Electing out of the centralized audit rules
Proposed Reg. 301.6221(b)-1 provides that an eligible partnership may elect out of the centralized audit regime. A partnership is an eligible partnership if it has 100 or fewer partnerships during the year and, if at all times during the tax year, all partners are eligible partners.
The determination of whether the partnership has 100 or fewer partners is made by counting the number of statements required to be furnished under IRC Section 6031(b) (generally Schedule K-1). A husband and wife are not treated as a single taxpayer. Any statements required to be furnished by an S corporation partner for the tax year of the S corporation ending with or within the partnership’s tax year are taken into account for purposes of determining whether the partnership is required to furnish 100 or fewer statements for the tax year. For example, assume Partnership has 51 partners – 50 partners are individuals and S, an S corporation with 50 shareholders. Partnership has 101 partners – 51 statements furnished by Partnership to its partners plus 50 statements furnished by S to its shareholders. [Proposed Reg. Section 301.6221(b)-1(b)(2)(iii), Example 4]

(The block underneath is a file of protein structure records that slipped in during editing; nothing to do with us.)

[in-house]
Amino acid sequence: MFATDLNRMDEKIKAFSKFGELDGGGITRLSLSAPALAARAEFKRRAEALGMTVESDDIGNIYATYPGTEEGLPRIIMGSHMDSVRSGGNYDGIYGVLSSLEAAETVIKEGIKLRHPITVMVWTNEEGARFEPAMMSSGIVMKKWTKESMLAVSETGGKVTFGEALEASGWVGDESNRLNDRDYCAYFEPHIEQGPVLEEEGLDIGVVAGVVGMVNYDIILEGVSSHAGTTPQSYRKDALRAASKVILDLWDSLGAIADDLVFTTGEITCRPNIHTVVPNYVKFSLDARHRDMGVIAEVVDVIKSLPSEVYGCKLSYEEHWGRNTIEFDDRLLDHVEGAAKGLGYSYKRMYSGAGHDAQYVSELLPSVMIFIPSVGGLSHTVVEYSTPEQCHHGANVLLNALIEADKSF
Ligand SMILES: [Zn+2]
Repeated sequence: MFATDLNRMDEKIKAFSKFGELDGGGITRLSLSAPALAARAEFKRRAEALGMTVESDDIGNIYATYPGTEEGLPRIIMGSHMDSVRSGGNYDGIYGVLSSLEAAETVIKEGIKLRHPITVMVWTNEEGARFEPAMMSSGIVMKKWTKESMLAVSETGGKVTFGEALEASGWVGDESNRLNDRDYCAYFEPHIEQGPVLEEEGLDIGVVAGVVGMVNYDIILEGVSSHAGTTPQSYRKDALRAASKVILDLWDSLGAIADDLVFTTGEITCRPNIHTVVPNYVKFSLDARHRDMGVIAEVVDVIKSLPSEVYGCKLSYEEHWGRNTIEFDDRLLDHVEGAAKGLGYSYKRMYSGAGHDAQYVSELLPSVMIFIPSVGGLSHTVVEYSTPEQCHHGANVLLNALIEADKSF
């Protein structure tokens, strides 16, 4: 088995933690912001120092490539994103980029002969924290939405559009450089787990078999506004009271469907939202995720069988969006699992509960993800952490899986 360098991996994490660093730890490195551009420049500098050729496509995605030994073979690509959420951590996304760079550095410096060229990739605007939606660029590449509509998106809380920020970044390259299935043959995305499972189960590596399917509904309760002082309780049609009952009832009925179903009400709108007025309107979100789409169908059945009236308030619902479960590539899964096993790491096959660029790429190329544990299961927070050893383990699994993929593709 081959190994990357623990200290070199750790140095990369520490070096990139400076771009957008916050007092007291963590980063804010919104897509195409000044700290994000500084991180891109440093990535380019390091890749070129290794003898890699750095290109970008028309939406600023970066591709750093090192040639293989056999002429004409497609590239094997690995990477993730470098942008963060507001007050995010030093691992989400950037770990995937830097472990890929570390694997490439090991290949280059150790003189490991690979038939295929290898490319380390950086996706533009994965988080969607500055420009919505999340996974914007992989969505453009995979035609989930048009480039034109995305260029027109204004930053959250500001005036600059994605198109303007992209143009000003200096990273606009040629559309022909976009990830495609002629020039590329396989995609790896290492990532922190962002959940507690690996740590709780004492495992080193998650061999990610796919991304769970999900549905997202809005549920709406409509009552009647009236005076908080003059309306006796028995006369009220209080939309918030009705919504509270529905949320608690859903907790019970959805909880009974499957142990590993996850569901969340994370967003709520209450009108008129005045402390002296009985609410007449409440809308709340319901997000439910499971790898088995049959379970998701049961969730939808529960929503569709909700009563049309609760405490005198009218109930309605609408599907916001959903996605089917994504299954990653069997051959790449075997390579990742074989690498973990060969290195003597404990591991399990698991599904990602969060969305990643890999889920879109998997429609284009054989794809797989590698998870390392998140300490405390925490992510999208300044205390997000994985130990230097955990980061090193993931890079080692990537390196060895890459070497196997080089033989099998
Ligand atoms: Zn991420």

All partners in the partnership must be eligible partners in order for the partnership to elect out. Proposed Reg. 301.6221(b)-1(b)(3)(i) defines the term “eligible partner” as any person who is an individual, C corporation, eligible foreign entity, S corporation, or an estate of a deceased partner. Therefore, a partnership (lower tier partnership) that has a partner that is a partnership (upper tier partnership) can not elect out of the centralized audit regime. The upper tier partnership can elect out if it is otherwise eligible.